And the system will be School Tracker. Now let's copy this, and then let's go over to our payroll class and inside the constructor, at the end, after line 20, I'll paste in our log and specify payroll started and the system will be payroll. And now let's go into our pay all function and at the bottom, we'll copy it in again and then we'll specify pay all completed and this will be priority two.
And this is inside payroll and so on. We could actually populate dozens of these within our application, but for now, we'll leave it with three. Let's give it a try. And we can see that our logger is working and we're getting the correct system, priority level and our message. Now, if there's a crash, our clients can save this out and provide it to us as a log file, which we can then trace the execution of our program through the logger and see what the issue was.
But as we've seen, majority of the logs will be priority one. Since the average priority is medium, so, it would save us a little bit of time if we didn't have to type in one every single time and it would have that value by default. Let's take a look at how to do that. Let's go back to our logger class and we'll use an optional argument with a default value. So, let's go to the second parameter, which is int priority and now let's just set that to one.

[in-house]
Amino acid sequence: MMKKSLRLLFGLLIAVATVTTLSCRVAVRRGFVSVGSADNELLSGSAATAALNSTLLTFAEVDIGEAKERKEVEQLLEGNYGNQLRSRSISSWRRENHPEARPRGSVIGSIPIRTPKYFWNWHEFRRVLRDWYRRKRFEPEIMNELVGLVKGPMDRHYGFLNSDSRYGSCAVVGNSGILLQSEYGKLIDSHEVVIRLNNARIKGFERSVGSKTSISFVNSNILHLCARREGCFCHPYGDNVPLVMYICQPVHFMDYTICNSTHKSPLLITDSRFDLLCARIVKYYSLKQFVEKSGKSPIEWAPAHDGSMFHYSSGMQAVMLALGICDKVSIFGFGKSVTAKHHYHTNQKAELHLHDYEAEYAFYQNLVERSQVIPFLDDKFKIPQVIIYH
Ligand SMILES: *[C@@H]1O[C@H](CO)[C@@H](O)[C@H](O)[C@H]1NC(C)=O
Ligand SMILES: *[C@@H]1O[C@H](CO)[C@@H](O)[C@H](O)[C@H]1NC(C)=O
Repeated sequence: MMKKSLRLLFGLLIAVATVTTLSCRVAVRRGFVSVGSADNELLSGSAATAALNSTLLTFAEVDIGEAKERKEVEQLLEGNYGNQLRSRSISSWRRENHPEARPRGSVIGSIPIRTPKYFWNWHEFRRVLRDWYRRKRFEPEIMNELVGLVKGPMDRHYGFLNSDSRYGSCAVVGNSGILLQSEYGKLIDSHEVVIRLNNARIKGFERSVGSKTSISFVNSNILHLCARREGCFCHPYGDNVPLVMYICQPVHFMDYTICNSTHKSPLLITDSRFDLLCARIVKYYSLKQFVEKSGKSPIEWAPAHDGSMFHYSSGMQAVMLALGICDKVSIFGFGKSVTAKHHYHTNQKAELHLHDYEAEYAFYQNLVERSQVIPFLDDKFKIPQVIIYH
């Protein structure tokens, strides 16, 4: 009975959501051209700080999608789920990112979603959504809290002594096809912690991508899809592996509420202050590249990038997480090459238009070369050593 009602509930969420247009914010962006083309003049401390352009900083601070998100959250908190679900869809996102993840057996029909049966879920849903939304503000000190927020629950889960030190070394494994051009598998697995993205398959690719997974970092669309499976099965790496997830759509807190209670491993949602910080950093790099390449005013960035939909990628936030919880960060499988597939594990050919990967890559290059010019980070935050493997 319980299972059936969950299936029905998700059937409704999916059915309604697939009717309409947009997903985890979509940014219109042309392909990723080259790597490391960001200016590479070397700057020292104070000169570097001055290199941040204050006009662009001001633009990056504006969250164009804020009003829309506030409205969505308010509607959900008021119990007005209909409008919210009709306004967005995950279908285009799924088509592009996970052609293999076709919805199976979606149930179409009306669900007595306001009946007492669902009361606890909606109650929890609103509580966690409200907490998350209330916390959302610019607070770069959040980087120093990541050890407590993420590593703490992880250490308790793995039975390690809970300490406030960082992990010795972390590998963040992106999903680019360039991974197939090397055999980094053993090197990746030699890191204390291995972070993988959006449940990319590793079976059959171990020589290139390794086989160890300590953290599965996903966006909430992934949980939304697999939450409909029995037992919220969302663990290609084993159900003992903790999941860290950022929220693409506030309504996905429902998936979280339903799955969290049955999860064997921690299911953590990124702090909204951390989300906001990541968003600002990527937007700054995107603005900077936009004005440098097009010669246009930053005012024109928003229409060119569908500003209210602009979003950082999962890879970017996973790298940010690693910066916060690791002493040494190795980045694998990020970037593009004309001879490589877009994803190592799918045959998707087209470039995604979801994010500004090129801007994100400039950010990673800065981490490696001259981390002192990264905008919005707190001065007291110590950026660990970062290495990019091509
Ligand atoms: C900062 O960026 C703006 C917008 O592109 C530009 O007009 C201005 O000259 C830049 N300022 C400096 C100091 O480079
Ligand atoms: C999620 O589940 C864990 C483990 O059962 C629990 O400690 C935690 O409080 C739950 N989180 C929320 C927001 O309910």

As you can see, we have given it the default value, but as you can see, we're getting a compile error and if we hover over we can see optional parameters must appear after all required parameters. So, what we can do, is simply move our system, before the optional parameter with the default value. And now that continues to work. So, let's go back to our program and just move things around and since we have a default value for our priority, we no longer have to supply it as a third parameter.
And let's do the same inside our payroll. And since the priority is different for payroll, let's add that as a third parameter. Let's give that a try. We can see it's continuing to work. The next thing we can try to optimize is possibly providing a default value for system. Since our entire project is a School Tracker, we know that majority of the logs will come from the School Tracker as we see here in this log.
So, maybe we can create the property inside logger for the default system and then just use that instead of having to supply it every time. So, let's create new field where we can set the default system and it will need to be static so we can access it inside our static log function. It will be type string and I'll call it default system name and we'll set it to School Tracker. Now let's try to use it as a default value for our system parameter.